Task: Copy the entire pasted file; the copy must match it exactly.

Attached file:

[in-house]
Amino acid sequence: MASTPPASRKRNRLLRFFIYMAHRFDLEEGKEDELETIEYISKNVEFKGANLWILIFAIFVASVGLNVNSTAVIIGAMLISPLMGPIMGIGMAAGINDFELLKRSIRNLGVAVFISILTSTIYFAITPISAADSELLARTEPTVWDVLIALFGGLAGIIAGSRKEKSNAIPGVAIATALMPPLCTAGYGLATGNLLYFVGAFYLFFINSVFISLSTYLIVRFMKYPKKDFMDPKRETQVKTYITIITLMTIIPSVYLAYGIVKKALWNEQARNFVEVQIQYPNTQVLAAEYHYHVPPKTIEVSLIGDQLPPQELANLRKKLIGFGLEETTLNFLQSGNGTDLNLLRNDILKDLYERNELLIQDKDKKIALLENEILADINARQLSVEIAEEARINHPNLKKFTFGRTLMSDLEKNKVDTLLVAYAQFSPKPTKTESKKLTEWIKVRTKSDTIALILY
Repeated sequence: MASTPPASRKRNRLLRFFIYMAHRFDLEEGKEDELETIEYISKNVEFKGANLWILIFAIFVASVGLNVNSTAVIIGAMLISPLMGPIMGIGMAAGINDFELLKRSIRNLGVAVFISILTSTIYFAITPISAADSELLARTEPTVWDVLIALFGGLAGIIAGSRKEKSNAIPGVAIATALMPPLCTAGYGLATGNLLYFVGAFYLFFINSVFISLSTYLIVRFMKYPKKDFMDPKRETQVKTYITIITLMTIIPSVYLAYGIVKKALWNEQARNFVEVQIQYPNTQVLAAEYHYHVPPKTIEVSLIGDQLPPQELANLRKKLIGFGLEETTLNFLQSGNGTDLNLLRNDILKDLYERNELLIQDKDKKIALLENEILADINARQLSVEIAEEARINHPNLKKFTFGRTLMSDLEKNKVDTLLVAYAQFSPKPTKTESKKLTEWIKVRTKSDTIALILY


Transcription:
[in-house]
Amino acid sequence: MASTPPASRKRNRLLRFFIYMAHRFDLEEGKEDELETIEYISKNVEFKGANLWILIFAIFVASVGLNVNSTAVIIGAMLISPLMGPIMGIGMAAGINDFELLKRSIRNLGVAVFISILTSTIYFAITPISAADSELLARTEPTVWDVLIALFGGLAGIIAGSRKEKSNAIPGVAIATALMPPLCTAGYGLATGNLLYFVGAFYLFFINSVFISLSTYLIVRFMKYPKKDFMDPKRETQVKTYITIITLMTIIPSVYLAYGIVKKALWNEQARNFVEVQIQYPNTQVLAAEYHYHVPPKTIEVSLIGDQLPPQELANLRKKLIGFGLEETTLNFLQSGNGTDLNLLRNDILKDLYERNELLIQDKDKKIALLENEILADINARQLSVEIAEEARINHPNLKKFTFGRTLMSDLEKNKVDTLLVAYAQFSPKPTKTESKKLTEWIKVRTKSDTIALILY
Repeated sequence: MASTPPASRKRNRLLRFFIYMAHRFDLEEGKEDELETIEYISKNVEFKGANLWILIFAIFVASVGLNVNSTAVIIGAMLISPLMGPIMGIGMAAGINDFELLKRSIRNLGVAVFISILTSTIYFAITPISAADSELLARTEPTVWDVLIALFGGLAGIIAGSRKEKSNAIPGVAIATALMPPLCTAGYGLATGNLLYFVGAFYLFFINSVFISLSTYLIVRFMKYPKKDFMDPKRETQVKTYITIITLMTIIPSVYLAYGIVKKALWNEQARNFVEVQIQYPNTQVLAAEYHYHVPPKTIEVSLIGDQLPPQELANLRKKLIGFGLEETTLNFLQSGNGTDLNLLRNDILKDLYERNELLIQDKDKKIALLENEILADINARQLSVEIAEEARINHPNLKKFTFGRTLMSDLEKNKVDTLLVAYAQFSPKPTKTESKKLTEWIKVRTKSDTIALILY